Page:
Bookmark and Share

Notice: On April 23, 2014, Statalist moved from an email list to a forum, based at

[Date Prev][Date Next][Thread Prev][Thread Next][Date Index][Thread Index]

RE: st: How to plot cdf after corrected kernel density

From   philippe van kerm <>
To   "" <>
Subject   RE: st: How to plot cdf after corrected kernel density
Date   Fri, 4 Oct 2013 12:30:46 +0000

Nick is right: -akdensity- does nothing specific to address lower and upper bounds for data on a restricted range. 

I guess the short answer Monica may be looking for is to use -integ- instead of -cumul- (but see Nick's point about crude integration methods on smart PDF estimation)

  sysuse auto
  _kdens mpg, g(b a)  
  integ b a , gen(cb)
  line cb a, sort

Note that if interest is ultimately in the (smoothed) CDF, she requires a much smaller bandwidth than what would be 'optimal' for the PDF estimation. 

A transformation of the data may sometimes be a way to deal with boundary issues in kernel density estimation.


> -----Original Message-----
> From: [mailto:owner-
>] On Behalf Of Nick Cox
> Sent: Friday, October 04, 2013 11:07 AM
> To:
> Subject: Re: st: How to plot cdf after corrected kernel density
> -akdensity- from  Philippe Van Kerm  (SJ) is an excellent command, but
> I don't see options to respect lower and upper bounds, as Monica's
> problem evidently requires. Philippe will correct me if I am wrong.
> However, her post does not dwell on this aspect and she uses an
> accessible example (-mpg- in the auto dataset), for which this problem
> does not bite.
> In practice, -akdensity- appears to produce estimates for the density
> for a range wider than the observed data, so that might entail
> projecting beyond the natural support of the data.
> The advice here depends a little on what the aim is, which could range
> from just wanting a nicer graph for display (because you don't trust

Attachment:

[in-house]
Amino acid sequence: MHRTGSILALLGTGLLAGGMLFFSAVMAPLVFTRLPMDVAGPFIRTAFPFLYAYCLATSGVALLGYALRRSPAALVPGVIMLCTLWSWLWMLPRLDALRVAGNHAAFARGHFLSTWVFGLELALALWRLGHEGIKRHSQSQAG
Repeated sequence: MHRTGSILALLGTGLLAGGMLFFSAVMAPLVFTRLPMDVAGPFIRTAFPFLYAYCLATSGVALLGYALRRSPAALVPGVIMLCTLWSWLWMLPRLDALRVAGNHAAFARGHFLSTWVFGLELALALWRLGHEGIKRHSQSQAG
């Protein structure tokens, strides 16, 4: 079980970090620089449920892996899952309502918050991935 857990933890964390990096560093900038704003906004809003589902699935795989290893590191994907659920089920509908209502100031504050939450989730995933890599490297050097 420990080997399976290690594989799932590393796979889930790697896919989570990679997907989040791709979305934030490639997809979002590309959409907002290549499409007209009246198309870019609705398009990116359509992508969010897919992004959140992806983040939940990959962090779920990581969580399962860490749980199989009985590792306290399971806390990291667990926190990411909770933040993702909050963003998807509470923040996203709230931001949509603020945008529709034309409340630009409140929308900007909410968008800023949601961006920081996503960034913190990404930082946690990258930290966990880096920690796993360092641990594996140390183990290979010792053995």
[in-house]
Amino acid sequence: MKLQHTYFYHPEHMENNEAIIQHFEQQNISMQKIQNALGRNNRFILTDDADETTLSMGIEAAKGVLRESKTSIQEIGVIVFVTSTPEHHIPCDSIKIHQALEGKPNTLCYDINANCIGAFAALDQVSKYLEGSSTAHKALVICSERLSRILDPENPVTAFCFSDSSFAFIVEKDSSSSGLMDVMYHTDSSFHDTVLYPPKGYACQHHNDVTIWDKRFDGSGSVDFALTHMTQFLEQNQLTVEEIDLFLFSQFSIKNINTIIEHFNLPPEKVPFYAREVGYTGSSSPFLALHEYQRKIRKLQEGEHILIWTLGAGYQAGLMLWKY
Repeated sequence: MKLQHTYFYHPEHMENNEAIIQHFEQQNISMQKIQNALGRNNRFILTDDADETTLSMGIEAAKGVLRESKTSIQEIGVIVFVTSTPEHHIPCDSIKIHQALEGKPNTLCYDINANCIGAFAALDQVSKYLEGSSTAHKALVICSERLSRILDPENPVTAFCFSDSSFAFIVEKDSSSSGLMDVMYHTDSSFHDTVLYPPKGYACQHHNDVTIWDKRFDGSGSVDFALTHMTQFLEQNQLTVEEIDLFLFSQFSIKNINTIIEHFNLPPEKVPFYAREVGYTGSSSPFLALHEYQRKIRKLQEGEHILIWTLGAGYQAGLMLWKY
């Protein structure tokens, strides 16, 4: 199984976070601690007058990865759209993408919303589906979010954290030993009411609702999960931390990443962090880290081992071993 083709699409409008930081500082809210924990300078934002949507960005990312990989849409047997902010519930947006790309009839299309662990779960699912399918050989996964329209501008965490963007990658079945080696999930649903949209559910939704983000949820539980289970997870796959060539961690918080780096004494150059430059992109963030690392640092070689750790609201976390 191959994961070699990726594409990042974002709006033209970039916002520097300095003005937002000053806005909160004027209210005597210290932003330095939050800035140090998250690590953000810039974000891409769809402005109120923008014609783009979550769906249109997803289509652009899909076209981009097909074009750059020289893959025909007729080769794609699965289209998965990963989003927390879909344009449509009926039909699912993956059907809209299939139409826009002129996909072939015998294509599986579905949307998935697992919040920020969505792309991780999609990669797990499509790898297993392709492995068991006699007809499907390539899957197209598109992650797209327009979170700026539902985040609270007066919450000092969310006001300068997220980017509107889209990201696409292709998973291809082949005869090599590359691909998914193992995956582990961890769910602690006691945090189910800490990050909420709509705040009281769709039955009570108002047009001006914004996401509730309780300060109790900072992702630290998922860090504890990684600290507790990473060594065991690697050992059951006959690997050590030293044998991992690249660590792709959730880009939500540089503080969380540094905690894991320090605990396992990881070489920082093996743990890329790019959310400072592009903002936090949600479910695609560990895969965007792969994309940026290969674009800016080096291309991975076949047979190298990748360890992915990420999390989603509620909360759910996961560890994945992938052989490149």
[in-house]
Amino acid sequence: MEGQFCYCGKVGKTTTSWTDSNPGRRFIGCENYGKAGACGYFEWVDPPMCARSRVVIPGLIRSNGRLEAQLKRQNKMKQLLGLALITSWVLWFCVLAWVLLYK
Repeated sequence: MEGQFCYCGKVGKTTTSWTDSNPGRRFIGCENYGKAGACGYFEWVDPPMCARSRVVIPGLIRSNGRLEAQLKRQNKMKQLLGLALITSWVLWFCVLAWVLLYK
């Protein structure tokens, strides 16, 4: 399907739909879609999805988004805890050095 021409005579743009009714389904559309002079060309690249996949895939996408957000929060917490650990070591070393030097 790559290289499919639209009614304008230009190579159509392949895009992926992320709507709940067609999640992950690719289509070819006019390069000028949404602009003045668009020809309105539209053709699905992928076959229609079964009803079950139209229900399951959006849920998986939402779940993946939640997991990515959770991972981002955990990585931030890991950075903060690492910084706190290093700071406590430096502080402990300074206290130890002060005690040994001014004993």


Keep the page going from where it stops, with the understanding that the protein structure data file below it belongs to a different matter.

> the irregularities that are visible) to wanting numerical estimates
> too for some later purpose.
> Clearly there is no such thing as "the" smoothed cdf, as it is easy to
> think of several ways to get a cdf, either directly or indirectly.
> Also, for most purposes it would be expected that you might have to
> explain how you got a smoothed cdf. In principle, naturally, the cdf
> is just the integral of the pdf, but any method that is smart about
> calculating the pdf but crude about integrating it may not be optimal.
> I am fond of kernel density methods and often use them, but their
> emergence as a default or standard method seems a little accidental.
> As they are essentially local methods, they don't place a high premium
> (or indeed any at all) on global smoothness. For visualization they
> can be a little conservative which is usually an excellent thing, as
> researchers should always be on the lookout for quirky details of
> their distributions.
> Other methods (including logspline density estimation) work well, but
> on a quick search I can't find a Stata implementation.
> All that said, I still prefer estimating quantiles; it's really the
> same problem, as graphically you are just exchanging axes.
> Nick
> On 3 October 2013 23:20, Alfonso S <> wrote:
> > I suggest you download the package akdensity (st0037_3). It does an
> adaptive kernel density and generates the cdf variable as well. Use the
> code below to check it out.
> >
> > sysuse auto
> > akdensity mpg, g(a b) cdf(cb)
> > line cb a
> >
> > Let me know if that is what you were looking for.
> From: Nick Cox <>
> > The bottom line in the post you cite advises
> >
> > "I prefer to get smoother cumulative distribution functions directly
> from
> > estimated quantiles."
> >
> > I agree with that.
> On 3 October 2013 21:45, Jain, Monica (HarvestPlus) <>
> wrote:
> >> I am using -kdens- and I do not know how to plot the cumulative
> distribution function. I am using Stata 13 for Windows.
> >>
> >> I am using -kdens- to estimate kernel density correcting for bounded
> variables using linear combination method. I want to plot the
> cumulative distribution function for the estimated kernel densities. On
> one of the statlist threads
> (, the
> following method has been suggested to plot them:
> >>
> >> sysuse auto
> >> _kdens mpg, g(b a)
> >> cumul b, g(cb)
> >> line cb b, sort
> >>
> >> With the above command, I get the densities on the x-axis, rather
> than the [x]. I looked all over the web to check if I can find how to
> do it, but I have not been successful. If I use the following command:
> >>
> >> line cb a, sort
> >>
> >> I get weird triangle shaped graph.
> *
> *   For searches and help try:
> *
> *
> *

*   For searches and help try:

© Copyright 1996–2018 StataCorp LLC   |   Terms of use   |   Privacy   |   Contact us   |   Site index